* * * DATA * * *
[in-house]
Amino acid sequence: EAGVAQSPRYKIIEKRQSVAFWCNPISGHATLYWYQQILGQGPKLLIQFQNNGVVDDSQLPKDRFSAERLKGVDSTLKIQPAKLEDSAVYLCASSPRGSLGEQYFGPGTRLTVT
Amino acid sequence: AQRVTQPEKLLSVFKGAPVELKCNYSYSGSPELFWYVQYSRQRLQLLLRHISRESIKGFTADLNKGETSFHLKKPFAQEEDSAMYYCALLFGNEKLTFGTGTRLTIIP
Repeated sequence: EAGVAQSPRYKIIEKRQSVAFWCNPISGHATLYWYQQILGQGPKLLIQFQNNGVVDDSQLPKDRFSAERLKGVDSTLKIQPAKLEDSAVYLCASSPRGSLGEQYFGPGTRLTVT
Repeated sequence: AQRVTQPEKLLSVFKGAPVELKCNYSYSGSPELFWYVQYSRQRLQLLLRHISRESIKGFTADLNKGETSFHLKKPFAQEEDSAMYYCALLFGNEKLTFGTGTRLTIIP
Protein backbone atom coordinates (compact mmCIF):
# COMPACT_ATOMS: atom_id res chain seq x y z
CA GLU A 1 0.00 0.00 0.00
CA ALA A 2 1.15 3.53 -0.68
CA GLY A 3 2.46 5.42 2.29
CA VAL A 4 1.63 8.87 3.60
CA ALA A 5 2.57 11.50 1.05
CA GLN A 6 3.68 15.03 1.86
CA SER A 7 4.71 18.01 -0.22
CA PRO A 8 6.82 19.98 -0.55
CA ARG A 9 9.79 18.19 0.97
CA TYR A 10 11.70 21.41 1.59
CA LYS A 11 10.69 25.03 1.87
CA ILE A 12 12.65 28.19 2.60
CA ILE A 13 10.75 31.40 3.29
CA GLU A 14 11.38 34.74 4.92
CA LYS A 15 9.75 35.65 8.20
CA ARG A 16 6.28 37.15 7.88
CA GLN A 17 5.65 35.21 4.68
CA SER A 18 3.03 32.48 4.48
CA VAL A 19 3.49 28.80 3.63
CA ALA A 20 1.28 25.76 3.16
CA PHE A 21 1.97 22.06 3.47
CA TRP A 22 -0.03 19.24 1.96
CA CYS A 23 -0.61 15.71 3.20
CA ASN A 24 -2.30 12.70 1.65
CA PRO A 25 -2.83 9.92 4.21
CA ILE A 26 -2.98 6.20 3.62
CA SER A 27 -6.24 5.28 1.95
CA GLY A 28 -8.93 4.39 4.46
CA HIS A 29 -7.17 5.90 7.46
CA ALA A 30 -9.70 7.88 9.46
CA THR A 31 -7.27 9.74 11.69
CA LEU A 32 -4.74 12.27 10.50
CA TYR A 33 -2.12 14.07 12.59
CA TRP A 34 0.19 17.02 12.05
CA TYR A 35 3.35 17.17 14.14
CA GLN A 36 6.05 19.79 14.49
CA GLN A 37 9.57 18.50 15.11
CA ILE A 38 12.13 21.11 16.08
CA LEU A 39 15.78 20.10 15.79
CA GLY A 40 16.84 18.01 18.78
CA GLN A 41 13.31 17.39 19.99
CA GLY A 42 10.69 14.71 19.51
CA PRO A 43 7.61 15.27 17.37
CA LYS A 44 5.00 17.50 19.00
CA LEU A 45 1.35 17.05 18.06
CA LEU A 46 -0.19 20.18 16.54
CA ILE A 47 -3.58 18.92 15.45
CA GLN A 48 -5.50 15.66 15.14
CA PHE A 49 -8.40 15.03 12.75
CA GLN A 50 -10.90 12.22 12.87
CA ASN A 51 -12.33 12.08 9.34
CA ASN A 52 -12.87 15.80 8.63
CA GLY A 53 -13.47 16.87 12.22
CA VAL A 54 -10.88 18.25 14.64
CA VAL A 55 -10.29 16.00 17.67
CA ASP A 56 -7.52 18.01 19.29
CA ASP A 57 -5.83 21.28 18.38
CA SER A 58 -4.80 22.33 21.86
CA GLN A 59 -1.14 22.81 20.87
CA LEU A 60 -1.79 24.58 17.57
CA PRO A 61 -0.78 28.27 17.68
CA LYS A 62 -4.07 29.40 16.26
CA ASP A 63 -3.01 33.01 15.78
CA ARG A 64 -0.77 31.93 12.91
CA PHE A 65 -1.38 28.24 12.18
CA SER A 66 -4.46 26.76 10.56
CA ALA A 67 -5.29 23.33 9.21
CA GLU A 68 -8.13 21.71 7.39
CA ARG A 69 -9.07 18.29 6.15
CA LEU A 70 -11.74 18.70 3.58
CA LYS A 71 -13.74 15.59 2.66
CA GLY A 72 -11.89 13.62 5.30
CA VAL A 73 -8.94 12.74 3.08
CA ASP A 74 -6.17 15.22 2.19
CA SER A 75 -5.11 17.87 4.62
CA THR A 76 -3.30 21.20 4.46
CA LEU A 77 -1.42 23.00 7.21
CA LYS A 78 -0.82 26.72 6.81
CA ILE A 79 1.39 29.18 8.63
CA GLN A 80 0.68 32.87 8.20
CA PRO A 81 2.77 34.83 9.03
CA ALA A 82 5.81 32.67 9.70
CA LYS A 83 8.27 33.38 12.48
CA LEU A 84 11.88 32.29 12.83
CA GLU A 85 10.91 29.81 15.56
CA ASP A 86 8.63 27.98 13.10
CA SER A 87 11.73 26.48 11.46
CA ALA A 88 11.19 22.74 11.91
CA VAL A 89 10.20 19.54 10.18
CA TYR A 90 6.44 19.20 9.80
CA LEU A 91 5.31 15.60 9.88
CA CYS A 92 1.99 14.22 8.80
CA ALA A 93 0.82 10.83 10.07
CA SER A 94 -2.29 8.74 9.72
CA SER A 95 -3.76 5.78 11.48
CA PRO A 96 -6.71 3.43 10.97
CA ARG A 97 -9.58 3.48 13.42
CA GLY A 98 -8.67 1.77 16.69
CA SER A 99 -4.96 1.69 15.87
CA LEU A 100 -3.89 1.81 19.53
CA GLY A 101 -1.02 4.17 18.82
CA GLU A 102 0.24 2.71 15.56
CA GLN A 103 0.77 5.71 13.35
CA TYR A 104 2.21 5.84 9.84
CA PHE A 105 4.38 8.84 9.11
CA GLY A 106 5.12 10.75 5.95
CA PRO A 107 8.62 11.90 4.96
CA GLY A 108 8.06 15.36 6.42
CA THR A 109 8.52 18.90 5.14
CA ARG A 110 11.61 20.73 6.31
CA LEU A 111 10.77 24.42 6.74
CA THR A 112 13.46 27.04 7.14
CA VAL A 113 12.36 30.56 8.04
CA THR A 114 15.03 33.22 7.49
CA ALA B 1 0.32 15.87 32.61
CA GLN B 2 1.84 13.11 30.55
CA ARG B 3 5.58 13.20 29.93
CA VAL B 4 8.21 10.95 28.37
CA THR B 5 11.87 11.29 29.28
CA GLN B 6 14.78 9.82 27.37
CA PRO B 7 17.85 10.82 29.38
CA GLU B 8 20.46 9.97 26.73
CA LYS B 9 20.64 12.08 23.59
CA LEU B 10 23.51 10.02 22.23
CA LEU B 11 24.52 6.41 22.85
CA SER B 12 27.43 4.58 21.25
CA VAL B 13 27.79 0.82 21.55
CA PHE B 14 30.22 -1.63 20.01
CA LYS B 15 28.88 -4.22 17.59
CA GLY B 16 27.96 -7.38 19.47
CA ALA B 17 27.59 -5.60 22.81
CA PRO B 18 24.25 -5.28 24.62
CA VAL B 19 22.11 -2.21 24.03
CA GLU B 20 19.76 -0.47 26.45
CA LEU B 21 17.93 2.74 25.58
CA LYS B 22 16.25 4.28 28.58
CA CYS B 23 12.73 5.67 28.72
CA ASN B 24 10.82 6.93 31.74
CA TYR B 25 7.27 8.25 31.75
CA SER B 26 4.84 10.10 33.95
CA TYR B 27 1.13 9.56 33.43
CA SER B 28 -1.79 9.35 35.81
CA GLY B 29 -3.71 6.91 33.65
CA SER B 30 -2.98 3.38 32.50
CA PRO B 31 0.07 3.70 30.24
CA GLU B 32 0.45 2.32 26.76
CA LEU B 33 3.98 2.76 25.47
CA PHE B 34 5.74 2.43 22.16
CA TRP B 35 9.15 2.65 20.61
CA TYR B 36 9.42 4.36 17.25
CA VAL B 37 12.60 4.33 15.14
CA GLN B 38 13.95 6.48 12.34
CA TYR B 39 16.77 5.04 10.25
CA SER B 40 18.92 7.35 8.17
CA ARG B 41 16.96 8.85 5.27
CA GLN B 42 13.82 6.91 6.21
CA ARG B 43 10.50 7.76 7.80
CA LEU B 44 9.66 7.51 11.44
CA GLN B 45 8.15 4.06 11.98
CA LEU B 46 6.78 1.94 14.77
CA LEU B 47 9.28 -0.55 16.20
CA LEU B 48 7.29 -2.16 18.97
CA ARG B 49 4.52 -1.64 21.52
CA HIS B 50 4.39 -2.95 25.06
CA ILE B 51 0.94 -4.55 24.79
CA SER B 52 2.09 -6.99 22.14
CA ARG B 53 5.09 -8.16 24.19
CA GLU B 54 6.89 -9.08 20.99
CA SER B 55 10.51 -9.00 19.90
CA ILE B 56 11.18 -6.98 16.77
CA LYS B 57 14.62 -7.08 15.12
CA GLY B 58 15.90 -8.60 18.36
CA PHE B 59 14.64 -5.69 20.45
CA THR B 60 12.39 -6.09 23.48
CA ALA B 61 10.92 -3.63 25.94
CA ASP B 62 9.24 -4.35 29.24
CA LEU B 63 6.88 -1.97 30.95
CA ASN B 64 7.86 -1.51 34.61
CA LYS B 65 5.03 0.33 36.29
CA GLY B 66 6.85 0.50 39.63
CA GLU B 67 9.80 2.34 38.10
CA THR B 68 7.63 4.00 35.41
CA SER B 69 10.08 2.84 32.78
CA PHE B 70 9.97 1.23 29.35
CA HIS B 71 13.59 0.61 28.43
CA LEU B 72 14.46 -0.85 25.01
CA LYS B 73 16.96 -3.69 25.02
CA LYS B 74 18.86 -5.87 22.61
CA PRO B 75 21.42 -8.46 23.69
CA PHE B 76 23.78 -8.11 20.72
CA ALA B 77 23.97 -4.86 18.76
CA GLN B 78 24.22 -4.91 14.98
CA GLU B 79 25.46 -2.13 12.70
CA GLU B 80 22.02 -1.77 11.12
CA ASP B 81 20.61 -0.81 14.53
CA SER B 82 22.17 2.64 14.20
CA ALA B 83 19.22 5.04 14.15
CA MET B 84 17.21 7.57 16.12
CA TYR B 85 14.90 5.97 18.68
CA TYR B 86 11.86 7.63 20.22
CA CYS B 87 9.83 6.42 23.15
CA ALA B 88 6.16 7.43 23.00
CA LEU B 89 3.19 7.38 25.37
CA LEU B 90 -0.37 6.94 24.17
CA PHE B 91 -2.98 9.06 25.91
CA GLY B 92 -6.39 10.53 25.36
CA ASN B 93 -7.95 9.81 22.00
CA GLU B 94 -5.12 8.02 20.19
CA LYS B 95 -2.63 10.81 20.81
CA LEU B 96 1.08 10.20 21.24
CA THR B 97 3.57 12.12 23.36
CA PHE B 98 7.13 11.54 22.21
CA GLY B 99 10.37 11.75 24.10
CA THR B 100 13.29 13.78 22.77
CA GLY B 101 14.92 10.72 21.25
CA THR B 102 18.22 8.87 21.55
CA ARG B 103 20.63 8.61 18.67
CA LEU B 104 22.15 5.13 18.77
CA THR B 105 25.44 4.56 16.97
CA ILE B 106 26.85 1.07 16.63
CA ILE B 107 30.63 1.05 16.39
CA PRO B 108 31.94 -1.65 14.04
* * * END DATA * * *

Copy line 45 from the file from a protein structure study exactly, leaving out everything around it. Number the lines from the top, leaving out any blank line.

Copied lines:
CA ILE A 38 12.13 21.11 16.08